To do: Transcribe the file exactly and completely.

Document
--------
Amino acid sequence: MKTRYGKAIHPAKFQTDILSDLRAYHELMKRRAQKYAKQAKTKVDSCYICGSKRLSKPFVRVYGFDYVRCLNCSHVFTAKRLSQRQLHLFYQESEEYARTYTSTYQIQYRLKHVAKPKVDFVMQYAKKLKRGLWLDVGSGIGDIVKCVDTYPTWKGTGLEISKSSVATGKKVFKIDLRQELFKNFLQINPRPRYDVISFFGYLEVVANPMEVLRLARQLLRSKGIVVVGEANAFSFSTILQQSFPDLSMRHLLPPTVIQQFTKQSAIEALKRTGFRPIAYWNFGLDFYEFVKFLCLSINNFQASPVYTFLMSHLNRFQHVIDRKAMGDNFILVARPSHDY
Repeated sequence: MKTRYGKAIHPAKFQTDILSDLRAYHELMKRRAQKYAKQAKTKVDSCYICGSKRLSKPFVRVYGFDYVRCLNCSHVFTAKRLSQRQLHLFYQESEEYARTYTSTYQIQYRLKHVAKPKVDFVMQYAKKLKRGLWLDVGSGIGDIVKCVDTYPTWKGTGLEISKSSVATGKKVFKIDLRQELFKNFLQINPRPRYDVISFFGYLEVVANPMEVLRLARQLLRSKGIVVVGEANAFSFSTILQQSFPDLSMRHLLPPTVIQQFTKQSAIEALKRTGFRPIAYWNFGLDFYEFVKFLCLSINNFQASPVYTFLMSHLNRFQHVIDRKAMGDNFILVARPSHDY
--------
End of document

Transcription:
Amino acid sequence: MKTRYGKAIHPAKFQTDILSDLRAYHELMKRRAQKYAKQAKTKVDSCYICGSKRLSKPFVRVYGFDYVRCLNCSHVFTAKRLSQRQLHLFYQESEEYARTYTSTYQIQYRLKHVAKPKVDFVMQYAKKLKRGLWLDVGSGIGDIVKCVDTYPTWKGTGLEISKSSVATGKKVFKIDLRQELFKNFLQINPRPRYDVISFFGYLEVVANPMEVLRLARQLLRSKGIVVVGEANAFSFSTILQQSFPDLSMRHLLPPTVIQQFTKQSAIEALKRTGFRPIAYWNFGLDFYEFVKFLCLSINNFQASPVYTFLMSHLNRFQHVIDRKAMGDNFILVARPSHDY
Repeated sequence: MKTRYGKAIHPAKFQTDILSDLRAYHELMKRRAQKYAKQAKTKVDSCYICGSKRLSKPFVRVYGFDYVRCLNCSHVFTAKRLSQRQLHLFYQESEEYARTYTSTYQIQYRLKHVAKPKVDFVMQYAKKLKRGLWLDVGSGIGDIVKCVDTYPTWKGTGLEISKSSVATGKKVFKIDLRQELFKNFLQINPRPRYDVISFFGYLEVVANPMEVLRLARQLLRSKGIVVVGEANAFSFSTILQQSFPDLSMRHLLPPTVIQQFTKQSAIEALKRTGFRPIAYWNFGLDFYEFVKFLCLSINNFQASPVYTFLMSHLNRFQHVIDRKAMGDNFILVARPSHDY